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Department of basic education edges closer to releasing matric results

Six provinces have concluded the marking of matric scripts; the rest are expected to finish by Friday. 

At a media briefing this morning, basic education director general Mathanzima Mweli and director of national examinations Priscilla Ogunbanjo outlined the process to be followed when marking is concluded.

Ordinarily, by early January the matric class would receive their results, and the department would have been occupied with the new academic year.

However, because schooling was suspended for months last year, with grade 12 learners missing three months of schooling after a level-five lockdown was instituted, the matric examination started later

The last paper of the matric exam was written on 15 December. This has meant that all processes concerning the exam have been pushed back.

Speaking at the media briefing, Ogunbanjo said that Gauteng, KwaZulu-Natal, Limpopo, the Eastern Cape, Mpumalanga and the Northern Cape had finished their marking well ahead of schedule. The last day of marking is on Friday. She said those provinces yet to finish marking were left with one or two subjects to complete.

“Certainly, on Friday there will be no one at the marking centres,” she said. 

Ogunbanjo also said that the capturing of marks had already started at 34 capturing centres across the country, and that this process will be concluded on 25 January.

Both Mweli and Ogunbanjo said although marking took place under challenging circumstances because of the Covid-19 pandemic, it proceeded without any glitches,except for a small number of markers who tested positive for the virus, some of whom died from it. 

Ogunbanjo said that, of the 45 272 markers, 315 tested positive, and seven died.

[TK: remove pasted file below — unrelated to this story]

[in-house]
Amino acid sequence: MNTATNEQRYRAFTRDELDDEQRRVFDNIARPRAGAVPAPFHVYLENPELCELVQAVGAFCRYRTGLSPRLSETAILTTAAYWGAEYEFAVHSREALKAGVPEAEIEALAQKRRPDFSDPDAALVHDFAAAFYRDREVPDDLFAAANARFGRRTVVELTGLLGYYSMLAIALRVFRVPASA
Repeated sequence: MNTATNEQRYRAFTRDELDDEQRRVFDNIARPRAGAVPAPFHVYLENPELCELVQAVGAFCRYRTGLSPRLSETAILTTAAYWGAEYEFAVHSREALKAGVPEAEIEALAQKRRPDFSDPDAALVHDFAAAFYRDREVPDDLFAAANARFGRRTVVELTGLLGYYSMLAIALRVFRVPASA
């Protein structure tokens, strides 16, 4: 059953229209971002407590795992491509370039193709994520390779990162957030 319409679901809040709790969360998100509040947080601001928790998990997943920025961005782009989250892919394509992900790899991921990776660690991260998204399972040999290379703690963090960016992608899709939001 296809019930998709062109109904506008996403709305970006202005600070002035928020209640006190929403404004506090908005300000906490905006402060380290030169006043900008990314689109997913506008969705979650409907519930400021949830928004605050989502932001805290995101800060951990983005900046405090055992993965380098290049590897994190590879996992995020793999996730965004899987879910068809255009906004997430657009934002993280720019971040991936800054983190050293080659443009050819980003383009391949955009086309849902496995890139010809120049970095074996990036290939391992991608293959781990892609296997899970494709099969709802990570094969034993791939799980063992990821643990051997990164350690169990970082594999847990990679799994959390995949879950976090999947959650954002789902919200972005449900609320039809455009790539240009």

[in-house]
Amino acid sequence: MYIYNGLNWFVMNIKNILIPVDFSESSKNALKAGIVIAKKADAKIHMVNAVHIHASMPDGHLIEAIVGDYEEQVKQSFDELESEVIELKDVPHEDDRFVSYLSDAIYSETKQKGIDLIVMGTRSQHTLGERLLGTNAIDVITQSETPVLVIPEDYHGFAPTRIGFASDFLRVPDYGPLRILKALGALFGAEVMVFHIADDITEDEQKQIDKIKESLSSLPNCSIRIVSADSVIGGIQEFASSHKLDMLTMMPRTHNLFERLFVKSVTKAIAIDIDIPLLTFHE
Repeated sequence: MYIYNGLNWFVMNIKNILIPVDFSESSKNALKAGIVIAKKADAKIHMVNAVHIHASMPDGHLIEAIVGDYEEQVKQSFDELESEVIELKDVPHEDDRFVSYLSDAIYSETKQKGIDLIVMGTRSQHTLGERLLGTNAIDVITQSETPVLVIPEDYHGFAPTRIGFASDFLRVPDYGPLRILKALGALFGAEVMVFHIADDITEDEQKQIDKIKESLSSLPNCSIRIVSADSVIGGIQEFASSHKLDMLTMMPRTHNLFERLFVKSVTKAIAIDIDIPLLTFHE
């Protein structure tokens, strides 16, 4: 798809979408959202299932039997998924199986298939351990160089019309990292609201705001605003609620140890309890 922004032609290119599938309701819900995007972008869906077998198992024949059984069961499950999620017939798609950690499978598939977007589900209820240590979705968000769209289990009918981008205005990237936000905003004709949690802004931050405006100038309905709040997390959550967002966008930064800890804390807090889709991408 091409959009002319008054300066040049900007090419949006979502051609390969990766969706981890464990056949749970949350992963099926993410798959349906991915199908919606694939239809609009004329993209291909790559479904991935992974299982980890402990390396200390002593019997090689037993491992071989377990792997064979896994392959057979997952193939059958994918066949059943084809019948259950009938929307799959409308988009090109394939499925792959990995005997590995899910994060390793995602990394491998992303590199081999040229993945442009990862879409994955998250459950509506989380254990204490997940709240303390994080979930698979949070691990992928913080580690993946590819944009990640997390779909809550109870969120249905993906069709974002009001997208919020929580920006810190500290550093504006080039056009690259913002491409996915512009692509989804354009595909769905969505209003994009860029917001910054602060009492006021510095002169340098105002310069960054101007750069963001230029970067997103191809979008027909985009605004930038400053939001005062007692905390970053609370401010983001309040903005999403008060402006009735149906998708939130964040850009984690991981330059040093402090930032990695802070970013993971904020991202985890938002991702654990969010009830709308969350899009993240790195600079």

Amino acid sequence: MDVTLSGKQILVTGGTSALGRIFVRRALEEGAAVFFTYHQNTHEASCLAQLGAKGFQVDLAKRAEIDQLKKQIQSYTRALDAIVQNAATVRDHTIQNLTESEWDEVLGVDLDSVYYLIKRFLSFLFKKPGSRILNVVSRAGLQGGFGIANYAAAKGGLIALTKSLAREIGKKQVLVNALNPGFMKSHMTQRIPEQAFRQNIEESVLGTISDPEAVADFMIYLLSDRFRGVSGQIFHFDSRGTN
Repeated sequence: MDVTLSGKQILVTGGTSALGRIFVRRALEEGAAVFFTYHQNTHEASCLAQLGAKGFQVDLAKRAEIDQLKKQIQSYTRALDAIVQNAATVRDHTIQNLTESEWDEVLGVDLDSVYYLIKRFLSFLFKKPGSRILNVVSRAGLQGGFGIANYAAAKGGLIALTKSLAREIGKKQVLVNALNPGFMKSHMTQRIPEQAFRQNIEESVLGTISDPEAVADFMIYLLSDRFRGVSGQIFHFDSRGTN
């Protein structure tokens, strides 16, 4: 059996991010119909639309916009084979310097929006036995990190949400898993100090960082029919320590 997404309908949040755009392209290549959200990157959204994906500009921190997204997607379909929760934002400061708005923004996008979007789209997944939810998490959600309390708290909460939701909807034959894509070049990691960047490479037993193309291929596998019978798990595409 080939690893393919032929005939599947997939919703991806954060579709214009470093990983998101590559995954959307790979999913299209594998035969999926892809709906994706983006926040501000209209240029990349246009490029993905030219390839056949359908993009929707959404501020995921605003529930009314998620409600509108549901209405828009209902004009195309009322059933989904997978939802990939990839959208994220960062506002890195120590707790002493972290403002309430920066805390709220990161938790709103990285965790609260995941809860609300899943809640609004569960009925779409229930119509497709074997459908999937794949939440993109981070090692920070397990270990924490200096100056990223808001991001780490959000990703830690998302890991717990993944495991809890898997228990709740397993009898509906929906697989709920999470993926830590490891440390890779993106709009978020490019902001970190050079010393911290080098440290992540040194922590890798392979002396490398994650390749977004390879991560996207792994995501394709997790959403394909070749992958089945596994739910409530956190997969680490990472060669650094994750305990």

‘Patriotic’ markers

Mweli said the markers showed the highest act of patriotism for taking on this job during a pandemic.

“We regret those who have fallen in the process of carrying [out] the job. We have also lost chief markers, internal moderators at the national level, and some at the provincial level. This is expertise, skills, competencies and experience that we acquire over many years, so it will take some time for the sector to replace these men and women. But we are eternally grateful to each and every marker,” he said. 

When the process of capturing marks and standardisation has concluded, the department will present a report of irregularities to quality assurer Umalusi. This is due to occur on 12 February. It will be up to Umalusi to say whether it accepts the matric results of the class of 2020.

Mweli said the report would also include further information in the mathematics and physical science paper two leaks. Both these papers were leaked hours before they were to be written.

A preliminary investigation report found that the leaks’ extent could not be established, because the papers were leaked on social media. This led to Minister of Basic Education Angie Motshekga announcing that a decision had been taken for a national rewrite of these two papers, to protect the examination’s integrity.

But it was not to be. The South African Democratic Teachers Union and individual learners took the department to court and asked that the decision be set aside.

Pretoria high court judge Norman Davis ruled in favour of the teachers union and the learners.

However, the jury is still out on whether Umalusi will accept the results or not. 

At the briefing, Ogunbanjo said the department could not preempt whether Umalusi would accept the results, but that it would present the irregularity report on 12 February.

Motshekga is expected to release the national matric results on 22 February. 

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Bongekile Macupe
Bongekile Macupe is an education reporter at the Mail & Guardian.

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